Immigration, Appellate Clinics Win Key Component of 4th Circuit Asylum Appeal

Stephen Braga, Jean Zhuang and Doug Ford

Stephen Braga, Jean Zhuang and Doug Ford stand at the U.S. Court of Appeals for the 4th Circuit.

December 3, 2015

University of Virginia School of Law clinic students won a victory in a federal appeals court last week for a client seeking asylum from a potentially deadly situation.

Prepared jointly by the Immigration Law Clinic and the Appellate Litigation Clinic , Oliva v. Lynchinvolved a man appealing deportation back to El Salvador, where he fears being killed by Mara Salvatrucha, or MS-13, a criminal group with international ties.

Third-year law student Jean Zhuang argued the case before the U.S. Court of Appeals for the 4th Circuit in September. Students who graduated last spring — Rachel Wade and Kelsey Bryan, representing the appellate clinic, and Sarah Allen, representing the immigration clinic — wrote the brief for the appeal.

"I was pretty intimidated by the red-velvet everything," Zhuang said of her court appearance. "But once I got to the podium, it really felt like one of the moots. I had thought through almost every question that could be thrown at me."

In its Nov. 25 opinion, the appellate court ruled that a previous decision too narrowly interpreted the nexus requirement for asylum. The applicant does not have to establish an exact motivation for persecution, only a connection and facts that a reasonable person would interpret as reason to fear. The government, however, argued that the man was being persecuted for another reason, Zhuang said. The case is now being remanded for further consideration.

Jean Zhuang
Third-year law student Jean Zhuang argued a winning asylum case in September. Zhuang said her current focus is environmental law, but that she sees parallels in the human rights aspects of environmental and immigration practice.

Students in the Immigration Law Clinic gain practical experience by working with multiple clients, and must handle at least one complex case during the semester. Zhuang took the clinic last year, and had previously worked as a legal intern on immigration cases for the Jerome N. Frank Legal Services Organization at Yale Law School. A native of Boca Raton, Florida, she earned her undergraduate degree at Yale.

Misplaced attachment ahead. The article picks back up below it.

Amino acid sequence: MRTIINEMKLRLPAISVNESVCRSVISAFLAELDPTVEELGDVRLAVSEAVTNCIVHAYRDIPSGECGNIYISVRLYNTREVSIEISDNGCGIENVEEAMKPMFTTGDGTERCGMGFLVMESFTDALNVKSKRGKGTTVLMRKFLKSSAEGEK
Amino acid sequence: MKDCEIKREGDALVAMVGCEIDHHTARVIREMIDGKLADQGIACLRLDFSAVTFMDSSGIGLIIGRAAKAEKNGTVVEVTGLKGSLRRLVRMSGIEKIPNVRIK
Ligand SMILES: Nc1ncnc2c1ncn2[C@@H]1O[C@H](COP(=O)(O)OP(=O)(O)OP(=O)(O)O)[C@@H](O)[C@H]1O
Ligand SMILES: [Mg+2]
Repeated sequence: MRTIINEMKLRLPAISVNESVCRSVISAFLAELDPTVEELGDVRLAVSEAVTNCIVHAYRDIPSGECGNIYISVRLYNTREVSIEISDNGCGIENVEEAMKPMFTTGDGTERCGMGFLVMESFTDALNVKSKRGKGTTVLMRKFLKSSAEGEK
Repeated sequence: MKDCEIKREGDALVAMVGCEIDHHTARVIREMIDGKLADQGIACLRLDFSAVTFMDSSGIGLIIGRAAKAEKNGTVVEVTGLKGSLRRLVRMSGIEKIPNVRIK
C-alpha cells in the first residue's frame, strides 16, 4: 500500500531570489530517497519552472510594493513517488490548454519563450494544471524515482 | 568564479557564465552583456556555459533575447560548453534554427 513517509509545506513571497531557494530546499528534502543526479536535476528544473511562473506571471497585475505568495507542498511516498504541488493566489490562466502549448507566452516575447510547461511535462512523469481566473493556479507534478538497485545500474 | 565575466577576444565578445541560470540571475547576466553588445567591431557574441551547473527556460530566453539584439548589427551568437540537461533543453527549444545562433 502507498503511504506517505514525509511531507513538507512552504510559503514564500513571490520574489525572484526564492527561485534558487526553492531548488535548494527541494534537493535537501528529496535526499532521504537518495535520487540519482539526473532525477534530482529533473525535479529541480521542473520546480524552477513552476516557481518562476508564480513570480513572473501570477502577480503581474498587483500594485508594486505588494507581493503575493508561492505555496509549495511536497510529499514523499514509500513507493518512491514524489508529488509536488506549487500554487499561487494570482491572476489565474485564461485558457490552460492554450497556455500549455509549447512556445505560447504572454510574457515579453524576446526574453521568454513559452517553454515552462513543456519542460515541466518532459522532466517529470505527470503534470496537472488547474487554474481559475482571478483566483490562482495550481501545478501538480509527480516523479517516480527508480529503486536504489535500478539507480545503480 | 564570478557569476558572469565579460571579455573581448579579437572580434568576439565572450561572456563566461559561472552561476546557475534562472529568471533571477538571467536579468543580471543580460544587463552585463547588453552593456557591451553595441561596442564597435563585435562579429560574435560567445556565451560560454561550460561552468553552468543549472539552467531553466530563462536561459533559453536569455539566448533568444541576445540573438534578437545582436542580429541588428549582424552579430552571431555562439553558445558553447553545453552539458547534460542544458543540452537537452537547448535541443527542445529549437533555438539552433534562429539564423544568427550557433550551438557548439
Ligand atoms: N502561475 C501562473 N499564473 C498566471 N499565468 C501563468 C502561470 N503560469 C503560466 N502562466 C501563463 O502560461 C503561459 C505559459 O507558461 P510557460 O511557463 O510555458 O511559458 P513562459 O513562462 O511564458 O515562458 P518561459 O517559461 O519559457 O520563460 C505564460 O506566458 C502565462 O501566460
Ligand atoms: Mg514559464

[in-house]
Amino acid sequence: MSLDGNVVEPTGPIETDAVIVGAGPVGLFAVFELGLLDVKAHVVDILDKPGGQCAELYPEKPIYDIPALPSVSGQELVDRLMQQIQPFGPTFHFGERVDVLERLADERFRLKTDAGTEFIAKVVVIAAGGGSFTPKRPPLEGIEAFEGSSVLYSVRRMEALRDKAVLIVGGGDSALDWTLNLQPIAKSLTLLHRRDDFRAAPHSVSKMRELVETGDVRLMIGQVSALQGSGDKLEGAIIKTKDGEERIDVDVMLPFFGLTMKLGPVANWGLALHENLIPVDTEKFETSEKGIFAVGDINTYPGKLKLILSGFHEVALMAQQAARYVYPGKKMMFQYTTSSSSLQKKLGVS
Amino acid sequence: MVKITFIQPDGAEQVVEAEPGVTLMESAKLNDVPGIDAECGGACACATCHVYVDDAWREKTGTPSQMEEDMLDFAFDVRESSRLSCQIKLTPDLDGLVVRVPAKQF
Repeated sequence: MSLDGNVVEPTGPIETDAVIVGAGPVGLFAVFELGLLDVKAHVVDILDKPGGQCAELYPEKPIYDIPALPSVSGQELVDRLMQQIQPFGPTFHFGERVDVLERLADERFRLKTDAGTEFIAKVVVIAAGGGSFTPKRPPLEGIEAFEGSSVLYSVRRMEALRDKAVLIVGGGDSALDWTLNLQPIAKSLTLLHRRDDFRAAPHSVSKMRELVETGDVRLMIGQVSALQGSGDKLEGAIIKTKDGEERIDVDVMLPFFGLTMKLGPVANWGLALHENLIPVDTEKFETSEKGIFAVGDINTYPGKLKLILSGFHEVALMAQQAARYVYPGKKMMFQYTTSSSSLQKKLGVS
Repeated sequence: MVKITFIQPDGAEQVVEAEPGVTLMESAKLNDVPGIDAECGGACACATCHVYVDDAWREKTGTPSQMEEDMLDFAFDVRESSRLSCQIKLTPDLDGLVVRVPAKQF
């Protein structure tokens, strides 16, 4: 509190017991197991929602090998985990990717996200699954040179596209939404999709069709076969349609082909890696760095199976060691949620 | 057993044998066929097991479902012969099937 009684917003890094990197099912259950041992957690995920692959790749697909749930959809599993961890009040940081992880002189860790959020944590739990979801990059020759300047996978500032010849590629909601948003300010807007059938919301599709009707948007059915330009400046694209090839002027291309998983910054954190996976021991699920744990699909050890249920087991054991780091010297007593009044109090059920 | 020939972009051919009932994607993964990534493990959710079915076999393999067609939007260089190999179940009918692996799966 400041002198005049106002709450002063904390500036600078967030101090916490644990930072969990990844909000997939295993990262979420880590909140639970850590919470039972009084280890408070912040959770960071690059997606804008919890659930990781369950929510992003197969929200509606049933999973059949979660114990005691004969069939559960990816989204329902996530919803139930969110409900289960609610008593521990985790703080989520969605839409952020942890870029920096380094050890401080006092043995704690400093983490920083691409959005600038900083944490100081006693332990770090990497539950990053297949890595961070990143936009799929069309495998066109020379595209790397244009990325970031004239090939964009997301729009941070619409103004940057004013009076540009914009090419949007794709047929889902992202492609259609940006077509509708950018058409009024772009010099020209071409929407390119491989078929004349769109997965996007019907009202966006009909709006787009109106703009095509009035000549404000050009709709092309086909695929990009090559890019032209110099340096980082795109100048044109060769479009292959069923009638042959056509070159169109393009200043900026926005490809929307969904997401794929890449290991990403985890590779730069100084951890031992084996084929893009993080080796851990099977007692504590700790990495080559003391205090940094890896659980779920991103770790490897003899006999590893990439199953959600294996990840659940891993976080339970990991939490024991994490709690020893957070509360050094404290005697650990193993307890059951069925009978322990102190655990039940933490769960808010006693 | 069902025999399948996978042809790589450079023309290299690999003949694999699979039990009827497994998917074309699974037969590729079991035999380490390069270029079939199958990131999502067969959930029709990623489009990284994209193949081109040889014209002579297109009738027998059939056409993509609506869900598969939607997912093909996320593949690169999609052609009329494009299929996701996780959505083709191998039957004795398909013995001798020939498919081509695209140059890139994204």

Doug Ford , director of the Immigration Law Clinic, said a strongly written brief paved the way for Zhuang, whom he hand-picked to argue the case based on her experience.

"Jean's quick grasp of complicated immigration issues and ability to keep the client's story front and center while arguing the fine points of the law give her the qualities to keep winning such cases if she decides to go that way with her career," Ford said.

He said the victory also highlights a frustration clinic students may face: They don't always see the results of their work right away.

"This case has been with the Immigration Law Clinic for five-plus years and will see more appellate argument with the remand," Ford said. "Originally a student conducted the intake after the client and his local employer came in when immigration officials had picked the client up. Later, Immigration Law Clinic student Esther Cantor '13 took the case to trial and conducted an excellent direct examination of the client where the judge found the client credible. That judge ultimately ruled against us, but the finding of credibility was absolutely critical to the clinic having any chance of appealing and Jean winning the decision we have now."

Along with Ford, Stephen Braga , the director of UVA's appellate clinic, and Braga's students prepared Zhuang for her court appearance. The Appellate Litigation Clinic allows students to engage in the hands-on practice of appellate litigation through actual cases before various federal circuit and state courts of appeals.

As a result of the inter-clinic cooperation, Braga said their client now stands a chance of survival.

"This victory and remand literally saves the client's life for the foreseeable future," Braga said.

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